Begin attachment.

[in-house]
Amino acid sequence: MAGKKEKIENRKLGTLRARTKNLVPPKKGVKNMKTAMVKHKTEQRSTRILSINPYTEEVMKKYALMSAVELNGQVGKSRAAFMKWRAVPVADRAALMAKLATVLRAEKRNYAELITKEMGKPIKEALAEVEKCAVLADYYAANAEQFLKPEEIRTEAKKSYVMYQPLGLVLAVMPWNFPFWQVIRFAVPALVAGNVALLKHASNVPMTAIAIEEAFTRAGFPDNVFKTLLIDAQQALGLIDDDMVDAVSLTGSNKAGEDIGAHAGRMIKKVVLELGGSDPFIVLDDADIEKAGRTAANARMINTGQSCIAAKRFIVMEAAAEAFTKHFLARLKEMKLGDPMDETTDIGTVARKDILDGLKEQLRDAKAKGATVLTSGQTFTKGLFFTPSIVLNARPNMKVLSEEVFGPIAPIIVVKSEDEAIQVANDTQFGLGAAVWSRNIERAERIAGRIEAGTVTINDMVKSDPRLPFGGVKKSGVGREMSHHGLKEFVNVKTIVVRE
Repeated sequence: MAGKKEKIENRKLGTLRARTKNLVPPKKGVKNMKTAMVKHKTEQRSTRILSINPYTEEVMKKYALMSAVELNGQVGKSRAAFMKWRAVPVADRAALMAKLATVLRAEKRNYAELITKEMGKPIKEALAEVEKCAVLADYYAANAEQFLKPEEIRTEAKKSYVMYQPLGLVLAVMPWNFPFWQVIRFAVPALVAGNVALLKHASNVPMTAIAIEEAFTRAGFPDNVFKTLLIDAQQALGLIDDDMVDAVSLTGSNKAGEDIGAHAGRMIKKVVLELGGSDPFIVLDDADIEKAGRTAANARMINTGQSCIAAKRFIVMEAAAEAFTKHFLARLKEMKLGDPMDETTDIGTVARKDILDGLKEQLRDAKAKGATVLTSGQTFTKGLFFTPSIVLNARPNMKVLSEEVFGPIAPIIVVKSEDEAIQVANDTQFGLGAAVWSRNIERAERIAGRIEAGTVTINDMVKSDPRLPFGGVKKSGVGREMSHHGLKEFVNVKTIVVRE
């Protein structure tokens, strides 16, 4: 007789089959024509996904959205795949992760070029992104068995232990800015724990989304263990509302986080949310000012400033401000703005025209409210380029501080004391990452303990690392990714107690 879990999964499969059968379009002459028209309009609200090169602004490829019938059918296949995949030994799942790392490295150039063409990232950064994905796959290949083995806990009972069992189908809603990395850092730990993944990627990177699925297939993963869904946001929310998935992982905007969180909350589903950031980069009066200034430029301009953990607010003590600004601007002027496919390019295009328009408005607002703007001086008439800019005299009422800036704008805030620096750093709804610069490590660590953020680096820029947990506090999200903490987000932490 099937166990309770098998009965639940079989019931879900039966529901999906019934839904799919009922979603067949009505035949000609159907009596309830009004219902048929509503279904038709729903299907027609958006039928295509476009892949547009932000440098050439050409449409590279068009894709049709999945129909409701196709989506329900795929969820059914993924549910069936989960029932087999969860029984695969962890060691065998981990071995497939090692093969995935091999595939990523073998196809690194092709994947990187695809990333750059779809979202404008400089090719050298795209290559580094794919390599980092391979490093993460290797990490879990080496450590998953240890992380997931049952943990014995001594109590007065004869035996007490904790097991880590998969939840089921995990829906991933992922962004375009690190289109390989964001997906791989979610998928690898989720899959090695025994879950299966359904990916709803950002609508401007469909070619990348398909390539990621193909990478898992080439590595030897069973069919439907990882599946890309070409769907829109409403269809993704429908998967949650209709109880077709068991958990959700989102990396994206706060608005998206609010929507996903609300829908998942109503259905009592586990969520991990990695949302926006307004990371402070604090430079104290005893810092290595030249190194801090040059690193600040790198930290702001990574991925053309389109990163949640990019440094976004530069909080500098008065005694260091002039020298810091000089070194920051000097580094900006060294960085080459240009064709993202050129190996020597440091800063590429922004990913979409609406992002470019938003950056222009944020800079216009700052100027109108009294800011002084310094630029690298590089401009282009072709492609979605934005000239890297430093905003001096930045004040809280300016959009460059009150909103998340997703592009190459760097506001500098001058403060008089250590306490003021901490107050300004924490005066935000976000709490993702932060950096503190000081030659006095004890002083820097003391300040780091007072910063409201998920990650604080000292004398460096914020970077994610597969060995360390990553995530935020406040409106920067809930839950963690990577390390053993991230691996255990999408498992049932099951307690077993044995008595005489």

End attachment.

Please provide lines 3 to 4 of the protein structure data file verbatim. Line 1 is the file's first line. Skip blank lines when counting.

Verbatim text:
Repeated sequence: MAGKKEKIENRKLGTLRARTKNLVPPKKGVKNMKTAMVKHKTEQRSTRILSINPYTEEVMKKYALMSAVELNGQVGKSRAAFMKWRAVPVADRAALMAKLATVLRAEKRNYAELITKEMGKPIKEALAEVEKCAVLADYYAANAEQFLKPEEIRTEAKKSYVMYQPLGLVLAVMPWNFPFWQVIRFAVPALVAGNVALLKHASNVPMTAIAIEEAFTRAGFPDNVFKTLLIDAQQALGLIDDDMVDAVSLTGSNKAGEDIGAHAGRMIKKVVLELGGSDPFIVLDDADIEKAGRTAANARMINTGQSCIAAKRFIVMEAAAEAFTKHFLARLKEMKLGDPMDETTDIGTVARKDILDGLKEQLRDAKAKGATVLTSGQTFTKGLFFTPSIVLNARPNMKVLSEEVFGPIAPIIVVKSEDEAIQVANDTQFGLGAAVWSRNIERAERIAGRIEAGTVTINDMVKSDPRLPFGGVKKSGVGREMSHHGLKEFVNVKTIVVRE
């Protein structure tokens, strides 16, 4: 007789089959024509996904959205795949992760070029992104068995232990800015724990989304263990509302986080949310000012400033401000703005025209409210380029501080004391990452303990690392990714107690 879990999964499969059968379009002459028209309009609200090169602004490829019938059918296949995949030994799942790392490295150039063409990232950064994905796959290949083995806990009972069992189908809603990395850092730990993944990627990177699925297939993963869904946001929310998935992982905007969180909350589903950031980069009066200034430029301009953990607010003590600004601007002027496919390019295009328009408005607002703007001086008439800019005299009422800036704008805030620096750093709804610069490590660590953020680096820029947990506090999200903490987000932490 099937166990309770098998009965639940079989019931879900039966529901999906019934839904799919009922979603067949009505035949000609159907009596309830009004219902048929509503279904038709729903299907027609958006039928295509476009892949547009932000440098050439050409449409590279068009894709049709999945129909409701196709989506329900795929969820059914993924549910069936989960029932087999969860029984695969962890060691065998981990071995497939090692093969995935091999595939990523073998196809690194092709994947990187695809990333750059779809979202404008400089090719050298795209290559580094794919390599980092391979490093993460290797990490879990080496450590998953240890992380997931049952943990014995001594109590007065004869035996007490904790097991880590998969939840089921995990829906991933992922962004375009690190289109390989964001997906791989979610998928690898989720899959090695025994879950299966359904990916709803950002609508401007469909070619990348398909390539990621193909990478898992080439590595030897069973069919439907990882599946890309070409769907829109409403269809993704429908998967949650209709109880077709068991958990959700989102990396994206706060608005998206609010929507996903609300829908998942109503259905009592586990969520991990990695949302926006307004990371402070604090430079104290005893810092290595030249190194801090040059690193600040790198930290702001990574991925053309389109990163949640990019440094976004530069909080500098008065005694260091002039020298810091000089070194920051000097580094900006060294960085080459240009064709993202050129190996020597440091800063590429922004990913979409609406992002470019938003950056222009944020800079216009700052100027109108009294800011002084310094630029690298590089401009282009072709492609979605934005000239890297430093905003001096930045004040809280300016959009460059009150909103998340997703592009190459760097506001500098001058403060008089250590306490003021901490107050300004924490005066935000976000709490993702932060950096503190000081030659006095004890002083820097003391300040780091007072910063409201998920990650604080000292004398460096914020970077994610597969060995360390990553995530935020406040409106920067809930839950963690990577390390053993991230691996255990999408498992049932099951307690077993044995008595005489």